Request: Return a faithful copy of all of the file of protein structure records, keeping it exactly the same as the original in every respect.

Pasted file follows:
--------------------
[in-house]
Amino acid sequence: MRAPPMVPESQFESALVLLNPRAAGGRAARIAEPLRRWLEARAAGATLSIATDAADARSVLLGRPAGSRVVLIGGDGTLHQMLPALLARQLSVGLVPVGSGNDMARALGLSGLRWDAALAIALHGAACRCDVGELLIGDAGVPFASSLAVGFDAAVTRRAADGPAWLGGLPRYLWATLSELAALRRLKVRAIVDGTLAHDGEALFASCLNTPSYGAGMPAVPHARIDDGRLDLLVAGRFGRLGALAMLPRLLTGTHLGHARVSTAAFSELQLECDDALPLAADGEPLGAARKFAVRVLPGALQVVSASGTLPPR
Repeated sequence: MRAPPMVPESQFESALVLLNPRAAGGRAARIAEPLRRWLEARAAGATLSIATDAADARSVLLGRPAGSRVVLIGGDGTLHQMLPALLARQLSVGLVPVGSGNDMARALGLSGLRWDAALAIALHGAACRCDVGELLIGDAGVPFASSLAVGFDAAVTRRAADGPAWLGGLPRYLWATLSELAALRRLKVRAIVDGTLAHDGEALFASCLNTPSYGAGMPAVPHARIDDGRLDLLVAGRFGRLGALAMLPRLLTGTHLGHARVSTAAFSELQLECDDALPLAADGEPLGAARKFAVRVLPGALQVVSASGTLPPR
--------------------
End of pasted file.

[in-house]
Amino acid sequence: MRAPPMVPESQFESALVLLNPRAAGGRAARIAEPLRRWLEARAAGATLSIATDAADARSVLLGRPAGSRVVLIGGDGTLHQMLPALLARQLSVGLVPVGSGNDMARALGLSGLRWDAALAIALHGAACRCDVGELLIGDAGVPFASSLAVGFDAAVTRRAADGPAWLGGLPRYLWATLSELAALRRLKVRAIVDGTLAHDGEALFASCLNTPSYGAGMPAVPHARIDDGRLDLLVAGRFGRLGALAMLPRLLTGTHLGHARVSTAAFSELQLECDDALPLAADGEPLGAARKFAVRVLPGALQVVSASGTLPPR
Repeated sequence: MRAPPMVPESQFESALVLLNPRAAGGRAARIAEPLRRWLEARAAGATLSIATDAADARSVLLGRPAGSRVVLIGGDGTLHQMLPALLARQLSVGLVPVGSGNDMARALGLSGLRWDAALAIALHGAACRCDVGELLIGDAGVPFASSLAVGFDAAVTRRAADGPAWLGGLPRYLWATLSELAALRRLKVRAIVDGTLAHDGEALFASCLNTPSYGAGMPAVPHARIDDGRLDLLVAGRFGRLGALAMLPRLLTGTHLGHARVSTAAFSELQLECDDALPLAADGEPLGAARKFAVRVLPGALQVVSASGTLPPR